Jakob Nielson wants users to be able to control their own font sizes, but that’s easier said than done. I made all of the font sizes relative on my site, but it was a different size depending on the browser and OS. I don’t like the idea of forcing a certain size font on everyone, but I also don’t want my page to look screwy on different browsers. After testing on a myriad of browsers, Zeldman concluded that absolute fonts were the only way to guarantee your site looked correct.
People who recommend relative font sizes claim you’re missing out on hundreds of thousands of visitors, but I’m not convinced. While I can see that people may have a hard time reading the page, wouldn’t they be using other means to make the text look bigger? In Opera, you can magnify the entire page, to the point that a single sentence fills the entire screen. If you can’t see well, you probably use a low screen resolution to make the text larger. Additionally, most operating systems have built-in features for the sight-impaired, much like a magnifying glass is used to read a book.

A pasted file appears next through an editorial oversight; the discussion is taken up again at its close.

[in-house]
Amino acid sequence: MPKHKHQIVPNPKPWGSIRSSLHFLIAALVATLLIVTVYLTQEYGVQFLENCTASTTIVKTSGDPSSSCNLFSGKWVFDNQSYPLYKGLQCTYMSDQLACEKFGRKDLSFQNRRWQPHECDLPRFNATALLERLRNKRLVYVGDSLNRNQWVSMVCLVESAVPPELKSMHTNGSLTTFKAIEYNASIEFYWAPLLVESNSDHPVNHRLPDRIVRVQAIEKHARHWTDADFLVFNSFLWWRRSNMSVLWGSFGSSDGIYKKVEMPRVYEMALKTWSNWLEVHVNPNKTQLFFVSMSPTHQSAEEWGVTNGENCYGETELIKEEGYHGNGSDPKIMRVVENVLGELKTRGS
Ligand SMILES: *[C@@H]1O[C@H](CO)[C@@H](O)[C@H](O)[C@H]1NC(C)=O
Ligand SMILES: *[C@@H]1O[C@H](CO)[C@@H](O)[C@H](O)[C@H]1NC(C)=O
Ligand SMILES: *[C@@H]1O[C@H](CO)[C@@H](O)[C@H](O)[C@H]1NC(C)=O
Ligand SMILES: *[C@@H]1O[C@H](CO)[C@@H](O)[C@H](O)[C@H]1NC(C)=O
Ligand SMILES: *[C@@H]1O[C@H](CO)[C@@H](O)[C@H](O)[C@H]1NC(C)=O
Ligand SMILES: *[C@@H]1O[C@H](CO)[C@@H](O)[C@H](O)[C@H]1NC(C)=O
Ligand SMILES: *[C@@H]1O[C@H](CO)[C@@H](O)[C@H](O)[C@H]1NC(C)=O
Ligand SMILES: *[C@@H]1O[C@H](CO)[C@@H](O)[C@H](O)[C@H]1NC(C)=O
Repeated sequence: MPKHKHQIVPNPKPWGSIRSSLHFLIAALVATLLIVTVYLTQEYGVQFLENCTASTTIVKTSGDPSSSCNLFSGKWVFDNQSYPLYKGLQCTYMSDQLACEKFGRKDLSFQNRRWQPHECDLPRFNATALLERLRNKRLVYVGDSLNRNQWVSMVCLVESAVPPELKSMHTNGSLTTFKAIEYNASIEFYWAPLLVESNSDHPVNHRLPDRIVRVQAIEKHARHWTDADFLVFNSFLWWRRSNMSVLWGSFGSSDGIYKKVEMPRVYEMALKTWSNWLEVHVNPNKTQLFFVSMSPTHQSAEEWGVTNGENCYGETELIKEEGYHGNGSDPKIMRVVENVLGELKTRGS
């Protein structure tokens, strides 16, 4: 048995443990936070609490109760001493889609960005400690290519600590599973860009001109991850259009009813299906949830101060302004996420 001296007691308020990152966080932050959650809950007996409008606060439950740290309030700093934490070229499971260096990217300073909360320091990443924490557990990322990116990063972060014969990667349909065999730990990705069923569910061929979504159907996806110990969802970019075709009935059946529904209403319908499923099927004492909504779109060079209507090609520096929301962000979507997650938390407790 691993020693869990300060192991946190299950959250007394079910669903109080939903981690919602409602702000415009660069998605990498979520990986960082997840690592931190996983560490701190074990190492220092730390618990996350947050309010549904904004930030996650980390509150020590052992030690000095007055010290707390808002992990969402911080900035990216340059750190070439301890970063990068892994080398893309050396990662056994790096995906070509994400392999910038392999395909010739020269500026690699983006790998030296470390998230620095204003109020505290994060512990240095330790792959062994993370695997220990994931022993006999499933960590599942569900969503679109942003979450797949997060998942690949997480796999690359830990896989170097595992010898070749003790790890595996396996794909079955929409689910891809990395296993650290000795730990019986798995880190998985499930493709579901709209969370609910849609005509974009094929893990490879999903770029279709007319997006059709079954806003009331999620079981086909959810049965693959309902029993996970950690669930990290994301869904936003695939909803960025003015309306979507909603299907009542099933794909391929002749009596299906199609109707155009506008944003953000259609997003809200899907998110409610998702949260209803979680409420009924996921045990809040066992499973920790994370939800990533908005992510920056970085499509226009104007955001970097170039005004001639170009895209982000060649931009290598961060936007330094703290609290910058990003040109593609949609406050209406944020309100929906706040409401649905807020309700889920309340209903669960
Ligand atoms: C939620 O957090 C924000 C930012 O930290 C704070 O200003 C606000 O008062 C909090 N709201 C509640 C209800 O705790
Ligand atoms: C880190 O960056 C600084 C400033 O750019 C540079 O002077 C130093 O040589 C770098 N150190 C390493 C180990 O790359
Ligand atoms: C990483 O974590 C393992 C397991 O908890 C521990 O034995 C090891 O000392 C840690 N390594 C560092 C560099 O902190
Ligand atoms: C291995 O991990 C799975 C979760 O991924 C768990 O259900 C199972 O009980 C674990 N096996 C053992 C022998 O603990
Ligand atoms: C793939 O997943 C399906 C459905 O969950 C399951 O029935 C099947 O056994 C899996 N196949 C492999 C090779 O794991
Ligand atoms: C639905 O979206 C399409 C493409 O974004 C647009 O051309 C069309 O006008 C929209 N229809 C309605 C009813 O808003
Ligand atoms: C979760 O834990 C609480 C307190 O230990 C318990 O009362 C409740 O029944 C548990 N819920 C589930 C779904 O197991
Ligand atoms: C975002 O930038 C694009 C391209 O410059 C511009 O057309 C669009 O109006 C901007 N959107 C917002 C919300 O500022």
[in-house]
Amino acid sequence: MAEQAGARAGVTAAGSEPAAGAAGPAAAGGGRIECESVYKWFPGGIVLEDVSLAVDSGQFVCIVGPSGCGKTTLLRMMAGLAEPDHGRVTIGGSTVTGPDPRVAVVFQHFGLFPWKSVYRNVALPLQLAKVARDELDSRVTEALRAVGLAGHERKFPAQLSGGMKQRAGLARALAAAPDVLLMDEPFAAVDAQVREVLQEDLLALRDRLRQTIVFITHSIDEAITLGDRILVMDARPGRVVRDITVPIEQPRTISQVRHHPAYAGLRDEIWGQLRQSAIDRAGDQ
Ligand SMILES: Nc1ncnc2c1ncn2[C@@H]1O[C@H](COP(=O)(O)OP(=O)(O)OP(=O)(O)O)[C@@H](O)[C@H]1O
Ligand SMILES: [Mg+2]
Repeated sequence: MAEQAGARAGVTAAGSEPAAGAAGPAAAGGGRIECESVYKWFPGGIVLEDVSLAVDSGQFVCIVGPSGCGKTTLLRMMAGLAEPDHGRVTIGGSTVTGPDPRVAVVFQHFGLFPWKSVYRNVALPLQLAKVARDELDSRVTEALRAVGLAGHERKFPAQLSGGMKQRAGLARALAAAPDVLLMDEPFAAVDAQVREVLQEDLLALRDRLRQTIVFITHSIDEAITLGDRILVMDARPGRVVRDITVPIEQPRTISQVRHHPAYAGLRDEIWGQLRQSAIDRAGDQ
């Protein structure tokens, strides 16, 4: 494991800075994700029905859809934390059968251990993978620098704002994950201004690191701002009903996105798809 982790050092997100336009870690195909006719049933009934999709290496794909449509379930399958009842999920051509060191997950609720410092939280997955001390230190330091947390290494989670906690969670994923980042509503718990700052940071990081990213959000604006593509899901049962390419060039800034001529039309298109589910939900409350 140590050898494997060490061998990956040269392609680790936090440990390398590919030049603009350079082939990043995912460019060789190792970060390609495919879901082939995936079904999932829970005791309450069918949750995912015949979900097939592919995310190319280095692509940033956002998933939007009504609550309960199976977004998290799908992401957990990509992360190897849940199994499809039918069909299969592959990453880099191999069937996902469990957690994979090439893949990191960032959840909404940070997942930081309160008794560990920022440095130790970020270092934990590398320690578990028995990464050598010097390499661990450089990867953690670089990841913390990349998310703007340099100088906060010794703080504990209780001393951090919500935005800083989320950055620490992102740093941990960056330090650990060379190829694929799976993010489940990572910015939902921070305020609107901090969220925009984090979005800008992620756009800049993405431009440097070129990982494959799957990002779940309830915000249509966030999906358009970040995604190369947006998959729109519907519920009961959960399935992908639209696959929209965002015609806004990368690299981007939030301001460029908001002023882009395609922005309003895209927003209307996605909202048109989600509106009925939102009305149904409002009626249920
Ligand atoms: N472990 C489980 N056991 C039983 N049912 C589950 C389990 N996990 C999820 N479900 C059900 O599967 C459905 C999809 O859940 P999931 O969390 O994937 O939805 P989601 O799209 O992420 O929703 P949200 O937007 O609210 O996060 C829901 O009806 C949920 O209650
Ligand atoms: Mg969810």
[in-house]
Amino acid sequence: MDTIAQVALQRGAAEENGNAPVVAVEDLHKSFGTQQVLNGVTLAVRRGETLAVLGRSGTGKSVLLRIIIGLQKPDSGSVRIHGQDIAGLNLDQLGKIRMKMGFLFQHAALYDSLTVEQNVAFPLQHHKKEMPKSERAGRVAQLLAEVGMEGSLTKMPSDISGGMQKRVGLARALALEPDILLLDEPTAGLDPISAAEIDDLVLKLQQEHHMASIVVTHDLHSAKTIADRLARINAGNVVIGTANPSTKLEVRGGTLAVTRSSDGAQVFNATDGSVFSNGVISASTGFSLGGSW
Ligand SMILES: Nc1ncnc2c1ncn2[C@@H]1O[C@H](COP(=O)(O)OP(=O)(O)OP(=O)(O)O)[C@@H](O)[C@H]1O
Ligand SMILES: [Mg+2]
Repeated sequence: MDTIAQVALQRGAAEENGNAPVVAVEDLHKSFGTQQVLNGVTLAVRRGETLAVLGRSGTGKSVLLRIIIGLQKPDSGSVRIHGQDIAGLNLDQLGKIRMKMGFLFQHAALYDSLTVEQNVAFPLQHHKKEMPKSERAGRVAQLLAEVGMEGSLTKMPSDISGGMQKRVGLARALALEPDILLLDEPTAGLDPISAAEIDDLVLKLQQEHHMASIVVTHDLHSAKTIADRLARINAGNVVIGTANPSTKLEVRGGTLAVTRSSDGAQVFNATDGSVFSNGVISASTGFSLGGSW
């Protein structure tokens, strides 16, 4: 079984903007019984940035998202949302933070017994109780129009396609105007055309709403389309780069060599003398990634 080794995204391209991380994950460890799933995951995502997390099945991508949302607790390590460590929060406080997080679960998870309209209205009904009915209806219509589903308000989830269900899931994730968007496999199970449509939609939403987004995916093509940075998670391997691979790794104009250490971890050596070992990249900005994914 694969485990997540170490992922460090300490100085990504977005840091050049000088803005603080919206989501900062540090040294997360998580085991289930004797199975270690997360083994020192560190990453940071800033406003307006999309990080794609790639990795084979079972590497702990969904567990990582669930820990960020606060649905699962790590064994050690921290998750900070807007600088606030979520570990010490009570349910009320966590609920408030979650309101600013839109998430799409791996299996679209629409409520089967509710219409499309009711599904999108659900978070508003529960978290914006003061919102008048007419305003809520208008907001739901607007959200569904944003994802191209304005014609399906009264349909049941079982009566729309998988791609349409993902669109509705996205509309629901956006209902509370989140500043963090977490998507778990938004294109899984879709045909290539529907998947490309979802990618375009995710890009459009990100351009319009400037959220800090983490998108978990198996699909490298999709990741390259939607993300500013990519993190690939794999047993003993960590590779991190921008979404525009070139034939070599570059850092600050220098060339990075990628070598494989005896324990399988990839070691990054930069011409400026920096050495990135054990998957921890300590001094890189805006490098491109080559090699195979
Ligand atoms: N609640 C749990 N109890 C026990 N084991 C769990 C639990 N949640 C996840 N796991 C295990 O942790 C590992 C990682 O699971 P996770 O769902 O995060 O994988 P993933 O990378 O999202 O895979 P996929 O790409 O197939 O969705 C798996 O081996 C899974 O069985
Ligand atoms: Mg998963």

After writing the above argument I continued working on the font sizes and believe the site now looks half-decent in most browsers. I’m not entirely pleased, but I’m thinking of redoing the site using style sheets instead of tables, so I’ll leave it for now. During the process of resizing the fonts, I created this font size page to see how the different font-size options compared. It came in handy.